Durga Puja, one of the most significant festivals of Hinduism, celebrates the victory of goddess Durga over the demon king Mahishasura. Durga, (Sanskrit: Inaccessible) in Hinduism, is a principal form of the goddess and is also known as Devi or Shakti. The festival epitomises the victory of good over evil with the goddess as the motherly ascendancy behind all of life and creation. It is a celebration of multi-tasking goddess who resembles today’s women. The goddess has been celebrated from the 1500s by the landlords of Dinajpur and Malda districts of Bengal, India.
Durga Puja has fascinated everyone in Bengal from Bengali elites to Dutch traders and English merchants. The Zamindars had ivory Durga idol especially crafted to celebrate the grandeur of Durga puja to showcase to Dutch traders, along with celebrating Durga with Dutch Bengal School of paintings to the members of British Raj adoring the Kalighat paintings of goddess Durga.
Durga festival in Calcutta is the second biggest carnival in the world after Rio Carnival in Brazil. One can enjoy modern puja celebration by Ballygunge Cultural Association to the traditional Durga pujo celebration by Rani Rashmoni’s (famous philanthropist of 19th century ‘Calcutta’ who traded with East India Company) ancestors in North Kolkata.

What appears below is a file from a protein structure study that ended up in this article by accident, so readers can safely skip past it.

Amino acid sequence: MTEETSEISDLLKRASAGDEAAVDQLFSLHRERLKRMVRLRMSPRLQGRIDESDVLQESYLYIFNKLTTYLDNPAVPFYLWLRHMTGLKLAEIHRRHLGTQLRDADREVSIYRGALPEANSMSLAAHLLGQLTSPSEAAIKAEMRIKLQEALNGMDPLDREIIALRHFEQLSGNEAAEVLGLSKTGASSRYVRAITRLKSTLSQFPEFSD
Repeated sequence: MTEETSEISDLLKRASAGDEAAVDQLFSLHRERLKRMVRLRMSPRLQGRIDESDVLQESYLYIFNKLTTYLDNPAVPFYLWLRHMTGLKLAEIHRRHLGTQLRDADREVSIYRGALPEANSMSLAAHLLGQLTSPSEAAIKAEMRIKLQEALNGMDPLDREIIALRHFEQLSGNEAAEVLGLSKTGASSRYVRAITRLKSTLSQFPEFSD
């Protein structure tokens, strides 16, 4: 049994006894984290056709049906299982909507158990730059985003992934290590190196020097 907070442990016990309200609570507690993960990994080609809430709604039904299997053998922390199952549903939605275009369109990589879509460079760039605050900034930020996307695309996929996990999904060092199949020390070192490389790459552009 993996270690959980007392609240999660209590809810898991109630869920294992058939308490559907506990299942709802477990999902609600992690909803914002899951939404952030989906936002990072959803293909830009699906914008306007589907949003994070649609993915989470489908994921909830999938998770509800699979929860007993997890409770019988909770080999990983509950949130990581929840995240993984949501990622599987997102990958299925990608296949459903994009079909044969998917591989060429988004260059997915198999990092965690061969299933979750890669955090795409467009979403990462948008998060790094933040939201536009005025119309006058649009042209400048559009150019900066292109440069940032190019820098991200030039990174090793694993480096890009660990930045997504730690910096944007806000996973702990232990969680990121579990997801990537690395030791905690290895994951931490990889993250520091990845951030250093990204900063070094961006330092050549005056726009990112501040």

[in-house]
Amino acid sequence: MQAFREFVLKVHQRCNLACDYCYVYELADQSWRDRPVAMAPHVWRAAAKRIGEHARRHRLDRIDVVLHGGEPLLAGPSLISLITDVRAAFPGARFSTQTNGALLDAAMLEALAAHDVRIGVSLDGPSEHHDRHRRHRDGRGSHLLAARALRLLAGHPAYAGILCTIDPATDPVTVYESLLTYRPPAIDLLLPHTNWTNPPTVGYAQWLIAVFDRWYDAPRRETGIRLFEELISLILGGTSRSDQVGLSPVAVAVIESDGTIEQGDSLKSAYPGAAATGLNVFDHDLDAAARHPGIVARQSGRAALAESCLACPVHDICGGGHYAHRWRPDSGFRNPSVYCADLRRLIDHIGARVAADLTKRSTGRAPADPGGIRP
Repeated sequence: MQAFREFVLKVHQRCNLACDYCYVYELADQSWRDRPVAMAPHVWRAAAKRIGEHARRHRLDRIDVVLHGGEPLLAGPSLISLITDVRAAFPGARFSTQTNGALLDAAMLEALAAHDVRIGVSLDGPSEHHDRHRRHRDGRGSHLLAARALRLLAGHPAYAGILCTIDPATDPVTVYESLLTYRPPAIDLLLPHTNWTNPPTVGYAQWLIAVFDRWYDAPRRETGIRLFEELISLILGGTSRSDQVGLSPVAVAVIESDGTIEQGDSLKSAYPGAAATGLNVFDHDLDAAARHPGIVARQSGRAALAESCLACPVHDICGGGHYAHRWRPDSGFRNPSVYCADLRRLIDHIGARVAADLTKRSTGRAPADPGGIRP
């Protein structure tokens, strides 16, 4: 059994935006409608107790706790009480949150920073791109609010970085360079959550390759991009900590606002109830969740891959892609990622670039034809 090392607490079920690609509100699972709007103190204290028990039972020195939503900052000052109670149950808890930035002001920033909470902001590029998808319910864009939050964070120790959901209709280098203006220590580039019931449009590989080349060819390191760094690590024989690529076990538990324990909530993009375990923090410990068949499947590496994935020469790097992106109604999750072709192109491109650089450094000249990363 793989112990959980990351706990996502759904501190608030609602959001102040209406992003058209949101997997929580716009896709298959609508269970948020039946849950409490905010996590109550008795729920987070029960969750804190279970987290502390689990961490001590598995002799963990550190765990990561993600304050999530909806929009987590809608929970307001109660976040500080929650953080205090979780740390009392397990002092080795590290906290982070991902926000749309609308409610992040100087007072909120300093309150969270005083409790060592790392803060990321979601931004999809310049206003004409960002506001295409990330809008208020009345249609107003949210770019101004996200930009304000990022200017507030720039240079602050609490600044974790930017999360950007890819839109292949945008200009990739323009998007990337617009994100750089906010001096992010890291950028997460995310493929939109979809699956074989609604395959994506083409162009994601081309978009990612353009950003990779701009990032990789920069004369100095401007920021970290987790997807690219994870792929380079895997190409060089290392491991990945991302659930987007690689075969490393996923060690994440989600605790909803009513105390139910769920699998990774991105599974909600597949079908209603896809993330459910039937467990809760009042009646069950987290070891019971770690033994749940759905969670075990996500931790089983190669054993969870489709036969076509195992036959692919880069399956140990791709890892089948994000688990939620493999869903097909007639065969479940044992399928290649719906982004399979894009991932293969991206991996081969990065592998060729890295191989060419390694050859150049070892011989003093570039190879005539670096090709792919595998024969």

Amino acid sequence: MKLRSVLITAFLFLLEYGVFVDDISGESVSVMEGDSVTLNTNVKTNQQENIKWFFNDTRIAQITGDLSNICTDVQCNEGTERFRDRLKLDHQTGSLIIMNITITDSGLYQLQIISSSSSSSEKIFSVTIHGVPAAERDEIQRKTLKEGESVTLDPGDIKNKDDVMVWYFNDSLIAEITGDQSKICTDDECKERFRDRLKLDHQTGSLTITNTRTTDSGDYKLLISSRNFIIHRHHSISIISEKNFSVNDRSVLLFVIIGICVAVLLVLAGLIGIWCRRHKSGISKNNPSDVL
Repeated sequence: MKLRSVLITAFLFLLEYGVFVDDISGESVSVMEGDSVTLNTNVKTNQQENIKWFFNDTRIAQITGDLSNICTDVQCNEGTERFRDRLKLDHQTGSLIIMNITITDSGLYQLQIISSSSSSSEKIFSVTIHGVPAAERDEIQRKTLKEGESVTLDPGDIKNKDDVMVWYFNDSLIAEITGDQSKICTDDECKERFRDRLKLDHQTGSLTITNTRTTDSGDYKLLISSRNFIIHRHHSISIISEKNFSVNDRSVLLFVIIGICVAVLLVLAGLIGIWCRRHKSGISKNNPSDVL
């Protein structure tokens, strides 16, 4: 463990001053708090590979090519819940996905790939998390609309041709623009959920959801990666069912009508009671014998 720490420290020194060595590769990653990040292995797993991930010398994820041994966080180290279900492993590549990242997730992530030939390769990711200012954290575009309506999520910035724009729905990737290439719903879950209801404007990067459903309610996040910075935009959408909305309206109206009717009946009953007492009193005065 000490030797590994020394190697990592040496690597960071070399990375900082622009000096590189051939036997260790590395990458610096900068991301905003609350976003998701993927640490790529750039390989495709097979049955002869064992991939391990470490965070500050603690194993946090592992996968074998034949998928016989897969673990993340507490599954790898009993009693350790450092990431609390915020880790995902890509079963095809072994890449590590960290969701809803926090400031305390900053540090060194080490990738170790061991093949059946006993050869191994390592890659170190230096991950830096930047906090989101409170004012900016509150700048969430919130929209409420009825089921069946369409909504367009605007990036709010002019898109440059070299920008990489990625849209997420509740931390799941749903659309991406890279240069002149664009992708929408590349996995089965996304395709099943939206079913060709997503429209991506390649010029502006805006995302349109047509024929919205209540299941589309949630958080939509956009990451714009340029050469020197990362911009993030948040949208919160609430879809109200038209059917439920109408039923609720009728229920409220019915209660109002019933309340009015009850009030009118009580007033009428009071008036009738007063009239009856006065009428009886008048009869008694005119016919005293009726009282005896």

Durga Puja is the time when people who haven’t spoken for years hug each other for a better tomorrow. On the other hand women apply vermilion to other women who they’d vilify any other day of the year. While the frugal businessman suddenly hands out Rs.2000 note to youngsters to go and buy some rasgullas with a smile.
Today, there are many organisations in Australia that host Durga Puja. The Bengali Association of NSW , Melbourne Bengali Association and The Bengali Society of Queensland have been hosting Durga Puja for decades with the fever of festivities spreading to Tasmania this year. In Sydney, Swagatam Puja Committee performs one of the finest Durga pujas.